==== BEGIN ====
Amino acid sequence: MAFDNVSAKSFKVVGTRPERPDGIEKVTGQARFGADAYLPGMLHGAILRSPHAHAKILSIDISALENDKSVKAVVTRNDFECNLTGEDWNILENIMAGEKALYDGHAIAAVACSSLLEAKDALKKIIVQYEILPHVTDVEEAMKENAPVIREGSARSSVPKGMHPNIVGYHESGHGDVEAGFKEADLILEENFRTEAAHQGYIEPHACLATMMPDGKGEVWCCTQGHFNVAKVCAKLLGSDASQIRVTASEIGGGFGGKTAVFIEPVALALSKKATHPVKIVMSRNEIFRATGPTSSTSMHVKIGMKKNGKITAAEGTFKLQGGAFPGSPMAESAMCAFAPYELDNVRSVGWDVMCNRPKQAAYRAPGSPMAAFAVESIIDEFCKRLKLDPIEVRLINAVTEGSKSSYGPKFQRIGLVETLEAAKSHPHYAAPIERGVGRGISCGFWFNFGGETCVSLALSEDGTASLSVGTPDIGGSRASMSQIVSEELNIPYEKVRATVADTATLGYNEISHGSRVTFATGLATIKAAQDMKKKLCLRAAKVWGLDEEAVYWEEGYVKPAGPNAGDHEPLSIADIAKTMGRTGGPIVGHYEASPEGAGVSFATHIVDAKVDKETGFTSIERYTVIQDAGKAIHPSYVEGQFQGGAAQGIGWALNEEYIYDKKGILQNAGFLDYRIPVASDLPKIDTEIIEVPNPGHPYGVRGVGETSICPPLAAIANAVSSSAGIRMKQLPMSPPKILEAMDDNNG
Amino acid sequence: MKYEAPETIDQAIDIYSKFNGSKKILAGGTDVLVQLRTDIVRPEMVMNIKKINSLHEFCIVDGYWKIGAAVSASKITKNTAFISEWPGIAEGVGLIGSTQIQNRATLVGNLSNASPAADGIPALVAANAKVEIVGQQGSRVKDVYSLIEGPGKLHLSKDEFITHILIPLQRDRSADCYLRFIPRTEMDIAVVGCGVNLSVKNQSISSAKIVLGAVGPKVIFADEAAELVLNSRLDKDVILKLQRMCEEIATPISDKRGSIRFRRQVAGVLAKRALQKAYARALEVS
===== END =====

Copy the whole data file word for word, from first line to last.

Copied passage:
Amino acid sequence: MAFDNVSAKSFKVVGTRPERPDGIEKVTGQARFGADAYLPGMLHGAILRSPHAHAKILSIDISALENDKSVKAVVTRNDFECNLTGEDWNILENIMAGEKALYDGHAIAAVACSSLLEAKDALKKIIVQYEILPHVTDVEEAMKENAPVIREGSARSSVPKGMHPNIVGYHESGHGDVEAGFKEADLILEENFRTEAAHQGYIEPHACLATMMPDGKGEVWCCTQGHFNVAKVCAKLLGSDASQIRVTASEIGGGFGGKTAVFIEPVALALSKKATHPVKIVMSRNEIFRATGPTSSTSMHVKIGMKKNGKITAAEGTFKLQGGAFPGSPMAESAMCAFAPYELDNVRSVGWDVMCNRPKQAAYRAPGSPMAAFAVESIIDEFCKRLKLDPIEVRLINAVTEGSKSSYGPKFQRIGLVETLEAAKSHPHYAAPIERGVGRGISCGFWFNFGGETCVSLALSEDGTASLSVGTPDIGGSRASMSQIVSEELNIPYEKVRATVADTATLGYNEISHGSRVTFATGLATIKAAQDMKKKLCLRAAKVWGLDEEAVYWEEGYVKPAGPNAGDHEPLSIADIAKTMGRTGGPIVGHYEASPEGAGVSFATHIVDAKVDKETGFTSIERYTVIQDAGKAIHPSYVEGQFQGGAAQGIGWALNEEYIYDKKGILQNAGFLDYRIPVASDLPKIDTEIIEVPNPGHPYGVRGVGETSICPPLAAIANAVSSSAGIRMKQLPMSPPKILEAMDDNNG
Amino acid sequence: MKYEAPETIDQAIDIYSKFNGSKKILAGGTDVLVQLRTDIVRPEMVMNIKKINSLHEFCIVDGYWKIGAAVSASKITKNTAFISEWPGIAEGVGLIGSTQIQNRATLVGNLSNASPAADGIPALVAANAKVEIVGQQGSRVKDVYSLIEGPGKLHLSKDEFITHILIPLQRDRSADCYLRFIPRTEMDIAVVGCGVNLSVKNQSISSAKIVLGAVGPKVIFADEAAELVLNSRLDKDVILKLQRMCEEIATPISDKRGSIRFRRQVAGVLAKRALQKAYARALEVS